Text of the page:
So maybe tomorrow the Democrats won't be asking tough questions because they don't think Barack Obama can win re-election.
If they do think he can, then they need to be asking some serious questions of the nominee.  It is not normal to be on your third ambassador to a country in less than four years. 
A death might excuse that number but there have been no deaths. The previous two left government service to get out of the job.  Clearly, the confirmation hearings have been a failure.  The Senate Foreign Relations Committee should grasp that.
The nominee should have to explain what their committment to the job is, how long they could conceivably hold it and what they intend to bring to the table?
Iraq is supposedly a major issue to the US.  It should be.  US taxpayers saw trillions go into that illegal war.  The world saw millions of Iraqis die,  4488 US service members die (DoD count), 'coalition' partners losses, an unknown number of contractors, reporters and many more.  And you'd think with all that blood, with all those lives lost, with all that money wasted, that the US government would take the post of Ambassador to Iraq seriously.  One president having three nominees in one term -- an ongoing term -- does not indicate that serious work has been done either by the White House or the Senate.
All of the above would be for any person nominated today to that post.  In addition to the above, McGurk is woefully unsuited for the job.  He should be asked to explain his administrative experience.  He's not heading a desk in a vacation getaway.  If confirmed, he would be heading the most expensive US embassy project.  That's even with talk of staffing cuts and talk of this and talk of that.  Even now the US diplomatic presence in Iraq is the big ticket item in the US State Dept's budget.  What in his record says to the American people, "Your tax dollars are not about to AGAIN be wasted?"
Iraq is highly unstable.  The US should not be sending Ambassador Number 3 since 2009.  But it's in that position now because people trusted to do the work -- vetting the nominee, confirming the nominee -- didn't do their jobs.
Democrats saw it as, "One of our own is in the White House! Whatever he wants!" That's not why you were elected to the Senate and you have wasted tax payer money with this continued turnover of this post.  At a time when sequestering looms over the budget, the notion that the Senate Foreign Relations Committee thinks it can just waive this appointment through is inexcusable.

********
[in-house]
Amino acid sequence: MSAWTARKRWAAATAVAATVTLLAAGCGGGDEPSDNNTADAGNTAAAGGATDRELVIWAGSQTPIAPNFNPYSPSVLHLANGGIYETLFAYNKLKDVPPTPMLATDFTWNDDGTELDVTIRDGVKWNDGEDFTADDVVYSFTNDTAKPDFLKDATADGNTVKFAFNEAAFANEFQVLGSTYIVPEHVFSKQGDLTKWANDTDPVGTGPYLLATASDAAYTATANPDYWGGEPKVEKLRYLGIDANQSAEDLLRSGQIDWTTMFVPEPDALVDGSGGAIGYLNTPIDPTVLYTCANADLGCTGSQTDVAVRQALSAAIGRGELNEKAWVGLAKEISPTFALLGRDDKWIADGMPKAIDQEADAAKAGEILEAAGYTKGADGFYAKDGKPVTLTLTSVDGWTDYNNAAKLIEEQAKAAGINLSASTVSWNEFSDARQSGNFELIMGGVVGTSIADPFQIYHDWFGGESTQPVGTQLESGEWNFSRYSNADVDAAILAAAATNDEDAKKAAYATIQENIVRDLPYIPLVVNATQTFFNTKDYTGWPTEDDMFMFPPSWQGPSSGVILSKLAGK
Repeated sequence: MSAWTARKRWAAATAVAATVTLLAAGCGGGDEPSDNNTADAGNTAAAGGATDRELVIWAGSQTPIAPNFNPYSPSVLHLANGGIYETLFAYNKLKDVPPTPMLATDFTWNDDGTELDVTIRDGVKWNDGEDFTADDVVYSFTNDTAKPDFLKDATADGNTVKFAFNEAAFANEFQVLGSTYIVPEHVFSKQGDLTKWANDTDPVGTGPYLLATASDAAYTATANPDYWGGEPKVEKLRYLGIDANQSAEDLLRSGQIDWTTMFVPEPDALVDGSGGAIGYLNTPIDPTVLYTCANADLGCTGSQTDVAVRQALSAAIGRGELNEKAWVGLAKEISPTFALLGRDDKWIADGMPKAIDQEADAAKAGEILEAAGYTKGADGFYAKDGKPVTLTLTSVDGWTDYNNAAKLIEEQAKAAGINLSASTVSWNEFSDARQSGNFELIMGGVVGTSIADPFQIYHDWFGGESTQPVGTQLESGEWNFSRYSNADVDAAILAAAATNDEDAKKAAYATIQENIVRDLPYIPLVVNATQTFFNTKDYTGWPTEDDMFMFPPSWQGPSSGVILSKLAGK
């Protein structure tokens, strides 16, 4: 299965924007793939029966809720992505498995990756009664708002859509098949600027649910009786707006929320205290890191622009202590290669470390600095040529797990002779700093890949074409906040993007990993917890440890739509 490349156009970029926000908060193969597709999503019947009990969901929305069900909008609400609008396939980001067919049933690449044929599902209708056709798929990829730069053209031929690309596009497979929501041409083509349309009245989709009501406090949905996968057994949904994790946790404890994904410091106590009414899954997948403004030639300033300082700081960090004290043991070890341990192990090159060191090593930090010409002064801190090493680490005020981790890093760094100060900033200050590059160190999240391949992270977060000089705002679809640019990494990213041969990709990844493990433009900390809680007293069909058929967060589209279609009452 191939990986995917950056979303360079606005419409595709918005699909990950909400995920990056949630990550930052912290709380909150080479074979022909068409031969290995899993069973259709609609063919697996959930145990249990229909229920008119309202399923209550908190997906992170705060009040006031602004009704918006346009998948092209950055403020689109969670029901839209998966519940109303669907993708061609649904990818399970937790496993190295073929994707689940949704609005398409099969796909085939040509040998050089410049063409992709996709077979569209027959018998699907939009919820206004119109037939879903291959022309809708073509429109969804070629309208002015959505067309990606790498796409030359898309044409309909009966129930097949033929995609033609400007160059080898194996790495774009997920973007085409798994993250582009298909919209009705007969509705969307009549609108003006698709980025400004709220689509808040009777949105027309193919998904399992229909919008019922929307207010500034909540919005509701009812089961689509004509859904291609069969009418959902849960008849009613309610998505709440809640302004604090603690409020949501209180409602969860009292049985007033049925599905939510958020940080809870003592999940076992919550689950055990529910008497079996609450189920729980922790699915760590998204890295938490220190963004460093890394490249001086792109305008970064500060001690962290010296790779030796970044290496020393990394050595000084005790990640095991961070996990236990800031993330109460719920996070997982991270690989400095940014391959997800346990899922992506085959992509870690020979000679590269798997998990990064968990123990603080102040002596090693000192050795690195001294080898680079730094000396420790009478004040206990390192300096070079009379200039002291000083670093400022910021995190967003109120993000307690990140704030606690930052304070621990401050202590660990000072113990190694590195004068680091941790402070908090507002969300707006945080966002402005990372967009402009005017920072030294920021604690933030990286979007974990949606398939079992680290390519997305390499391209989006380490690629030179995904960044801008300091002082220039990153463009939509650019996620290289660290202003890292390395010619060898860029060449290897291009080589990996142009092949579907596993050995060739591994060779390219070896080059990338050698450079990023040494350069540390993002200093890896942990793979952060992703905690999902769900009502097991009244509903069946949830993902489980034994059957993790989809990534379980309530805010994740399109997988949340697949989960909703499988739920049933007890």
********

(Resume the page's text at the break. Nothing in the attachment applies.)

Unless of course, we're to infer that the Senate doesn't feel the position matters because they're assuming Barack will lose in November so McGurk would only briefly be in position until Mitt Romney could nominate his own ambassador.
Donna Cassata (AP) reports that "members of the panel saying they saw no obstacles to McGurk winning their approval to the posting to one of the United States' largest diplomatic mission in the world."  That should be "some members."  Even her own report notes that Senator John McCain is not gung-hu. McCain's not the only one.  I count three others that might ask difficult questions and rise to the occassion and to the duties of their office. Cassata feels the need to offer, "While violence has dropped sharply in recent years, attacks on Iraqi government offices and members of the security forces are still occuring."  That's so damn offensive.
The Iraqi people don't matter, Donna Cassata?  Just the "government offices and members of the security forces"?  Not only is that insulting it's inaccurate.  Siobhan Gorman, Adam Entous and Ali A. Nabhan (Wall St. Journal) reported on the National Counterterrorism Center's statements of "an uptick in attacks by al Qaeda's Iraq affiliate" since December and, "Recent U.S. intelligence reports show the number of attacks have risen this year to 25 per month, compared with an average of 19 for each month last year, according to a person familiar with them."
McGurk could become the new Ambassador to Iraq . . .  blue balls and all.
What's that?  Click here for some of his alleged e-mail correspondence with Gina Chon who covered Iraq for the Wall Street Journal.  It appears real and I'm told it is real.  What were the ethics of his being sent to Iraq by the US government and his beginning an affair with Chon?  Is he really supposed to be using taxpayer computers to send Chon messages about "I had a very real case of blue balls last night! I think they're still blue."? He was working under Ryan Crocker and a June 23, 2008 e-mail to Chon makes it clear that Crocker was unaware that his staffer was sleeping with a reporter for a news outlet ("[. . .] you would indeed provoke serious head scratching on Ryan's part").
To be very clear, I'm not quoting Gina Chon's e-mails and have no interest in them.  The reason being she's a reporter.  Her paper paid for her to be in Iraq.  US taxpayers paid for McGurk.  US taxpayers paid for American soldiers as well.  It was not assumed that the US soldiers would be sleeping there way through Iraq.  In fact, anything they did like that, they were expected to do while on leave.  I don't understand how a government employee went to Iraq -- a war zone -- and thought it was okay to romance a reporter and thought it was okay not to inform his superior of this little hidden dance.
If McGurk is confirmed, will he be able to focus in Iraq or will his self-admitted "blue balls" demand that he find 'relief' with a reporter?
Soldiers had to focus on their missions, I'm amazed that McGurk, now nominated to be the US Ambassador to Iraq, didn't have the same requirement.  I also wonder, of this man with so little administrative experience, how he would be able to model appropriate behavior or, if need be, discipline for inappropriate behavior?